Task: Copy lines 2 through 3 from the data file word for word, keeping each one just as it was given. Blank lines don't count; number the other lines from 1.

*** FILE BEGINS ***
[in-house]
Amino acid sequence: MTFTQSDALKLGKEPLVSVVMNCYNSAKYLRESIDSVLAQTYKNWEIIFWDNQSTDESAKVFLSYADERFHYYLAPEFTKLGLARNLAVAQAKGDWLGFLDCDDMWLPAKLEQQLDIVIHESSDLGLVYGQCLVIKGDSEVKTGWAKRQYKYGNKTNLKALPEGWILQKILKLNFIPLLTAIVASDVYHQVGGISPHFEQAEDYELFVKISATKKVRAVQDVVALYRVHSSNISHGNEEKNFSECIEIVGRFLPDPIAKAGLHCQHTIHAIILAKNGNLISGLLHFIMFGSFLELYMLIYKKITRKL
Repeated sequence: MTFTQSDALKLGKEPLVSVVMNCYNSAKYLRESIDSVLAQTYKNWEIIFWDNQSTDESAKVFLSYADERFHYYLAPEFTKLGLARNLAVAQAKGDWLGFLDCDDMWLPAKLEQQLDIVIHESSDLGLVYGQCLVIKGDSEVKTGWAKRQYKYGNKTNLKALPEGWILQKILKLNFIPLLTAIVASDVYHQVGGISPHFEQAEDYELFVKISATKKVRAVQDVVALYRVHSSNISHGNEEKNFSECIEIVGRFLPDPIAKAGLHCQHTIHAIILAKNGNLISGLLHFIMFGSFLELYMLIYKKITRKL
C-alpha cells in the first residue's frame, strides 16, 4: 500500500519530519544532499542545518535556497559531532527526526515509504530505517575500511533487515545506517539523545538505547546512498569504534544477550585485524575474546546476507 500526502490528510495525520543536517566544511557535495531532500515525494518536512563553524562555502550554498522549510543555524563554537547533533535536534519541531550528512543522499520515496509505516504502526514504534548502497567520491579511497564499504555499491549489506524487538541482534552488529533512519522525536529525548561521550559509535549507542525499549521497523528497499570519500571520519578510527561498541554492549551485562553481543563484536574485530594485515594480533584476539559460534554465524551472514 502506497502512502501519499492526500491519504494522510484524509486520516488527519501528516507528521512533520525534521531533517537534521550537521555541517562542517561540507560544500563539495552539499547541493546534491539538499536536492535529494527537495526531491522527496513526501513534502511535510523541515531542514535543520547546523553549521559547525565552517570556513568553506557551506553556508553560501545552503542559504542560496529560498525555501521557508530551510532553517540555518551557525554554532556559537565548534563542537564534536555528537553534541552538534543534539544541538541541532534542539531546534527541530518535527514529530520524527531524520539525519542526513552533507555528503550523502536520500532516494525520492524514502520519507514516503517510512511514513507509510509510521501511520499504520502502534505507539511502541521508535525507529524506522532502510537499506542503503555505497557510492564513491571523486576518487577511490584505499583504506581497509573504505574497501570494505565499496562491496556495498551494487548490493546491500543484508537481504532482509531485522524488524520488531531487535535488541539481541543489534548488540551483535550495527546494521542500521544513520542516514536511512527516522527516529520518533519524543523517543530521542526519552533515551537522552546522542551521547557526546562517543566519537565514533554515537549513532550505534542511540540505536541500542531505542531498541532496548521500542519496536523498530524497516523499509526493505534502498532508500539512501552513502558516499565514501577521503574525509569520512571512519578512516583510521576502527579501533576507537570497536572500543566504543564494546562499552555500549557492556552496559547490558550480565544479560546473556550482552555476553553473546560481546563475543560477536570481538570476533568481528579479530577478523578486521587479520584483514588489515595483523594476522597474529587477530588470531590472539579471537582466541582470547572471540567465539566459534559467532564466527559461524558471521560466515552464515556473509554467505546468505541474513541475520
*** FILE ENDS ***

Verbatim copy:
Amino acid sequence: MTFTQSDALKLGKEPLVSVVMNCYNSAKYLRESIDSVLAQTYKNWEIIFWDNQSTDESAKVFLSYADERFHYYLAPEFTKLGLARNLAVAQAKGDWLGFLDCDDMWLPAKLEQQLDIVIHESSDLGLVYGQCLVIKGDSEVKTGWAKRQYKYGNKTNLKALPEGWILQKILKLNFIPLLTAIVASDVYHQVGGISPHFEQAEDYELFVKISATKKVRAVQDVVALYRVHSSNISHGNEEKNFSECIEIVGRFLPDPIAKAGLHCQHTIHAIILAKNGNLISGLLHFIMFGSFLELYMLIYKKITRKL
Repeated sequence: MTFTQSDALKLGKEPLVSVVMNCYNSAKYLRESIDSVLAQTYKNWEIIFWDNQSTDESAKVFLSYADERFHYYLAPEFTKLGLARNLAVAQAKGDWLGFLDCDDMWLPAKLEQQLDIVIHESSDLGLVYGQCLVIKGDSEVKTGWAKRQYKYGNKTNLKALPEGWILQKILKLNFIPLLTAIVASDVYHQVGGISPHFEQAEDYELFVKISATKKVRAVQDVVALYRVHSSNISHGNEEKNFSECIEIVGRFLPDPIAKAGLHCQHTIHAIILAKNGNLISGLLHFIMFGSFLELYMLIYKKITRKL